He’s not off to sunny Spain

I have always felt that one of the benefits – nay, the joys – of working in AML is that there is never time to become bored or complacent.  Just as you get to grips with how it all works, something changes or is questioned, and there’s a new angle to learn.  In June 2013, three people living in East Anglia and an Englishman living in Málaga, Bradley Rogers, were found guilty of involvement in an advance fee fraud.  In short (and here I am quoting from the official report of the case) “call centres based in Spain or Turkey, employed British nationals who dealt with calls in respect of debt elimination or escort services.  Consumers in the UK who called the centres, having seen advertisements, were persuaded by staff to pay advance fees on false promises made to them of dates or debt elimination.  The money was paid into UK accounts of bogus UK companies and used to pay expenses.  The profit was transferred to Spain.”  Specifically, some of that profit was transferred to the account of Rogers in Málaga, and so he was sent to prison for two years and ten months for money laundering.

So far, so ordinary.  But (and I quote here from the ever-fabulous Money Laundering Bulletin) “at the end of the prosecution’s case [against Rogers], the judge had accepted inclusion of a new count alleging that he had converted fraudulently obtained sums by permitting receipt of the money into his Spanish bank accounts and its subsequent withdrawal.”  Rogers appealed against this, saying that the UK AML legislation could not be made to apply to money laundered overseas – although the money had been fraudulently obtained in England, he and his grubby accounts were in Spain.  (He may not have referred to himself as grubby.)  I daresay he preferred the thought of having a go in the Spanish courts.  But the appeal failed.

To see why, let’s go back to PoCA – come on, there’s nothing like a bit of legislation to get your Friday morning going with a swing.  If you look at section 327(1) of PoCA, the offence of concealing etc., it defines it thus: “A person commits an offence if he – (a) conceals criminal property; (b) disguises criminal property; (c) converts criminal property; (d) transfers criminal property; (e) removes criminal property from England and Wales or from Scotland or from Northern Ireland.”  As the appeal court pointed out, only (e) has any geographical limitation to it – the rest can apply anywhere.  Moreover, if you now take a shufti at section 340(9), you will see that “[criminal] property is all [criminal] property wherever situated…”.  In other words (again, from the official case report): “Whilst the moneys obtained by the fraud in the UK became criminal property once they reached a bank account in the UK controlled by conspirators, those proceeds did not cease to be criminal property when they arrived in the defendant’s bank account in Spain.  By permitting the use of the bank account for receipt and then withdrawal of those moneys, the defendant was converting them and the actions of the defendant continued the harmful consequences of the fraud to be experienced by those victims in the UK by providing a haven further beyond the reach of UK consumers for the criminally obtained moneys.”  So that’s it for Mr Rogers – and I advance my AML understanding by another small step.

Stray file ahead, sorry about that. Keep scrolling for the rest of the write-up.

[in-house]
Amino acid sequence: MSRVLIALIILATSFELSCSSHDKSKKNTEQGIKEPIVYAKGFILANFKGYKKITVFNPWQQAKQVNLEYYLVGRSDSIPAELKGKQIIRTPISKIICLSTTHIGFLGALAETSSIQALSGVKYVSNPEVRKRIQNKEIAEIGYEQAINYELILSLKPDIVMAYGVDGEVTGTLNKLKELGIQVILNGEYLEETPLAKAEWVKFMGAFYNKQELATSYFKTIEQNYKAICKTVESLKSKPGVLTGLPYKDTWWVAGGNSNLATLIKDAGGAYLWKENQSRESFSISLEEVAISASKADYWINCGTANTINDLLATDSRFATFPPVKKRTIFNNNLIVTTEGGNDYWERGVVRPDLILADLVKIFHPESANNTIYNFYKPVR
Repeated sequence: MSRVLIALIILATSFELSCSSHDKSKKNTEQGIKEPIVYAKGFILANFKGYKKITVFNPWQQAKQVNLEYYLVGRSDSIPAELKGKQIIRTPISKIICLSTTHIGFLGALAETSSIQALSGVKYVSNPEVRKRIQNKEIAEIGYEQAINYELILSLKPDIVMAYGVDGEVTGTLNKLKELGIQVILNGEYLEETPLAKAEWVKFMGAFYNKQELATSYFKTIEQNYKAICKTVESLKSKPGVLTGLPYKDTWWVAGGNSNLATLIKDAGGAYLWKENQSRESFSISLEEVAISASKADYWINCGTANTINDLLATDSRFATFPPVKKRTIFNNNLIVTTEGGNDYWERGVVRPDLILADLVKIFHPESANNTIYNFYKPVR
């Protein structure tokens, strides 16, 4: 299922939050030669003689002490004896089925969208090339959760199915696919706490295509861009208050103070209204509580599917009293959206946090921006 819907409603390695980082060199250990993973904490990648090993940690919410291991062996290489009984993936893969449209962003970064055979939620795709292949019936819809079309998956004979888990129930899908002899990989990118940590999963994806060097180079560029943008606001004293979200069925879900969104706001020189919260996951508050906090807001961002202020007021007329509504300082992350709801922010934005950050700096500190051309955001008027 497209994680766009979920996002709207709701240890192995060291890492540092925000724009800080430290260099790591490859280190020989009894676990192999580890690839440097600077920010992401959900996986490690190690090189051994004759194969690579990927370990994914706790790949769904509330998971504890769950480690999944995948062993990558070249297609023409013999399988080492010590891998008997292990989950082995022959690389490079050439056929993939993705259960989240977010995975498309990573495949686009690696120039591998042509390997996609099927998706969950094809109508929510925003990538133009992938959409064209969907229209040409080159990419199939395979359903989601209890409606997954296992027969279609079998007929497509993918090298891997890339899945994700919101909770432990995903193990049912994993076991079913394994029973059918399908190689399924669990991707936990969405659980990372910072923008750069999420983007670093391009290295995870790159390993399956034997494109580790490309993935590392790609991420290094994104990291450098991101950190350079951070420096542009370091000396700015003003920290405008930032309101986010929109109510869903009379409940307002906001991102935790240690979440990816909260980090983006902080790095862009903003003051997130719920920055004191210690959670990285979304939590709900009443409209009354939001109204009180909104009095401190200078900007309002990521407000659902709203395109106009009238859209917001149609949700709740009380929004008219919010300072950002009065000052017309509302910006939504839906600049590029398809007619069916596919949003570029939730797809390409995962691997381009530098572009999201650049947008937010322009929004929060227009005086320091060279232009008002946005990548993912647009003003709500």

This entry was posted in Legislation, Money laundering and tagged , , , . Bookmark the permalink.

6 Responses to He’s not off to sunny Spain

  1. Zoe Phelps says:

    Hi Susan,

    Why would Rogers only have had to repay a quid when he benefited over 46k (pound sign broken on my keyboard!!)? Appreciate he got 2 yrs on so in the clink, but what’s the thinking behind the repayment?


  2. Hi Zoe
    That’s a very fair point – I can hear you spitting chips from here! Under confiscation orders, criminals are generally relieved of the “benefit” of their criminality, and calculating that is a dark art practised by FIUs and financial investigators. I will admit that I haven’t read all the conclusions of this case, but it might be that all of the money has gone, and the only realistic way of getting any order at all is by setting it at a token £1.
    If any lawyers are reading, is it something to do with lodging a confiscation order that can then be varied in the future if further money is found – getting it on the record, so to speak – rather than not going for any confiscation at all and losing the chance forever?
    Best wishes from Susan

  3. Zoe Phelps says:

    What a lovely thought…everytime he goes to pay for something the crisp notes are snatched from his thieving little paw and handed swiftly back to the rightful owner!

  4. Zoe, with your instinctive intolerance of the slug-like criminal, you are obviously a woman after my own heart!

  5. come on! the NSA knows who everyone is - you dont need to says:

    Correct, the order can be varied in the future. Then again, if the courts were run for the benefit of the people, it should have been set at something like 1000 just to put some lemon in the wound…

  6. Very helpful – thank you. So by getting a confiscation order of any size you are marking the spot, saying that there are criminals assets to be discovered, and then when you find them, you get the order varied.

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